Beware When Buying a Condo in Hoboken – Final Doesn’t Always Mean Final
The Hoboken condo and real estate market is still reasonably strong and a surprising number of Hoboken condos and brownstones elicit multiple offers. When this happens, the listing agent can handle them in two basic ways:
- Competing bids
- “Final and Best”
Competing Bids Can Cause Chaos or Worse
With competing bids, the buyers bid against each other until the seller accepts one offer and says “stop – no more showings, no more offers”. Very often the seller will play one buyer against the other to keep outbidding each other to get the highest price. This strategy backfires when both buyers get frustrated and walk away. Occasionally a seller will accept one buyer’s offer, sign contracts and begin attorney review with that buyer. Then an even higher offer comes in, possibly even after the the end of attorney review when the sales contract is supposedly binding, and the seller will dump the first buyer or try to get the first buyer to top the bid again. This results in hard feelings, a disgruntled first buyer and may even end in a law suit.
The idea behind “Final and Best” is for the seller to be as fair as possible to everyone. The listing agent tells the buyers’ agents that each buyer should present their “Final and Best” by a certain deadline. The seller will then select which offer is most attractive and move forward with that buyer. “Final and Best” is supposed to avoid tangled mess of multiple bidders trying to out bid each other. It is often presented to the buyers as a way to “level the playing field”.
As They Say in Latin, Caveat Emptor – Buyer Beware!
Even when the seller’s agent says they are doing “Final and Best” in the end, it’s often entirely meaningless. Well how can that be, you may wonder? Here is a comon scenario:
- Seller has multiple buyers interested in the property
- Seller’s agent informs all buyers that they have until 5pm tomorrow to submit their “Final and Best” offer.
- 3 buyers (Buyer A, B, & C) submit bids in different amounts and with different terms (closing date, amount of downpayment, etc.)
- Seller chooses Buyer B. Buyers A and C are informed of seller’s decision.
- Seller and Buyer B sign contracts, hire attorneys and begin the attorney review process. They may complete attorney review. Buyer B may have even paid a significant deposit to Seller.
- Buyer A reappears raises Buyer B’s offer by $50,000.
- Seller is greedy, can’t resist the dough, and tells Buyer B to take a walk.
- Buyer B is furious, having now set his heart on the property, decided where to put the furniture and what color to paint the walls. Buyer B has also hired an attorney to the tune of $1,000 or so.
- Buyer B’s agent calls seller’s agent and reads her the riot act.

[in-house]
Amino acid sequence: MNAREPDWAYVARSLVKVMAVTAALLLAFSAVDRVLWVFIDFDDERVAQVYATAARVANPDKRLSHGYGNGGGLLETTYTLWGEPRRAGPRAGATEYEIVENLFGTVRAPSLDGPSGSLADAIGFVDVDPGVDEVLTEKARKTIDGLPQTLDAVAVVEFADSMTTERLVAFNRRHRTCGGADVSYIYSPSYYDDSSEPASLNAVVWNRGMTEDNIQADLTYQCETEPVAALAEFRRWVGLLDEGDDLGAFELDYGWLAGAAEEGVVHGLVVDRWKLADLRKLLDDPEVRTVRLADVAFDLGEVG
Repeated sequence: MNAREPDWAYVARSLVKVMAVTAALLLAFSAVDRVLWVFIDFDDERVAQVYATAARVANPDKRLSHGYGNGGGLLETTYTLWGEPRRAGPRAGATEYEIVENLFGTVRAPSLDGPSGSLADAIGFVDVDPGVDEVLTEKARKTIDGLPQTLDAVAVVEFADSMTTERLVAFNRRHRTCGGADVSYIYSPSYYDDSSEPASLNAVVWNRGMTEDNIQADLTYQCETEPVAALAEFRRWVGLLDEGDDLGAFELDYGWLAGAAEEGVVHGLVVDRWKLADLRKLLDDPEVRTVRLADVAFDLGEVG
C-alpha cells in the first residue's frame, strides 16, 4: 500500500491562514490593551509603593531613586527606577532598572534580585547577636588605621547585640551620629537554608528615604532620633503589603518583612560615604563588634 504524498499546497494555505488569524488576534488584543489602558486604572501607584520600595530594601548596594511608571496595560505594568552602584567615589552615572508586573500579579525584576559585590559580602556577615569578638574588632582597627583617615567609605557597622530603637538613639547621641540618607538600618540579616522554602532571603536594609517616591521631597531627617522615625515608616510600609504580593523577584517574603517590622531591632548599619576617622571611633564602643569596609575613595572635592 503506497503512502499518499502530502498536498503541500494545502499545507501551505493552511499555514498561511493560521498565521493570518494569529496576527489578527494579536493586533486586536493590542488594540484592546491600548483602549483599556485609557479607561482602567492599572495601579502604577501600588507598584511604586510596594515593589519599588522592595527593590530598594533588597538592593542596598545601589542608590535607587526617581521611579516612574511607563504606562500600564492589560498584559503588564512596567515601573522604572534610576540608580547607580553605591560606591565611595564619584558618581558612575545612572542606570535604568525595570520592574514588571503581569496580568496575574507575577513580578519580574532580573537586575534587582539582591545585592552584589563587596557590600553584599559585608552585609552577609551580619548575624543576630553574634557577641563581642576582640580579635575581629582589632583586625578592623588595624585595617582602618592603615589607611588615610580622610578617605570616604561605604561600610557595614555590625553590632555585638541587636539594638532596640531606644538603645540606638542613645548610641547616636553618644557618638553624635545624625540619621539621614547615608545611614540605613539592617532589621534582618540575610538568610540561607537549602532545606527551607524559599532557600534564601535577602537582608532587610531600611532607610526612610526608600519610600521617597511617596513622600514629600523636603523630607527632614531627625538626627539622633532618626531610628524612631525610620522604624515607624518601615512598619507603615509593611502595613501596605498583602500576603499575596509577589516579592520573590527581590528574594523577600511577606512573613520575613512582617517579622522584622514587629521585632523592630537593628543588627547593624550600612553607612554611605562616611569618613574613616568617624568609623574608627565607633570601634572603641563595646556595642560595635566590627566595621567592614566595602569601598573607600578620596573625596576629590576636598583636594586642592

- Seller’s agent says “sorry – I’m obligated by law to present all offers to the seller and seller can do whatever”.
- Buyer B is left to move on to the next property or take legal action. As I recall from my days as a lawyer, property is unique and specific performance may be an appropriate remedy, i.e., seller may be forced by the court to sell to the Buyer B on the original terms. Of course, few buyers bother to incur the cost of a lawsuit but it is a possibility.
So much for “Final and Best”. Now, of course, there are some sellers with a sense of fairness that actually superceeds their greed. Upon having committed to a buyer, they will not entertain any further offers, even if higher than the accepted one. Buyers should remember, though, that just because the seller represents that they are doing Final and Best, it may be neither.
When is a Deal a Deal?
So when can a buyer relax and know that they’ve bought the property? At closing, of course. Prior to closing buyers should keep in mind that anything can and does happen. During attorney review, the contract is not even binding. The risk to the buyer is greater before buyer has put any money on the table. Once buyer has paid the initial deposit, done the inspection, obtained and delivered a mortgage commitment, the risk lessens. Chances are, the property is no longer being shown. In fact, a smart buyer will make a term of the offer be that upon acceptance of the offer the property is taken off the market. The more time that goes by, the fewer other buyers there are likely to still be floating around. But regardless of what the contract says, a seller can still change his or her mind and the buyer’s only recourse is an expensive lawsuit. We all know that when that happens, it’s the lawyers who win.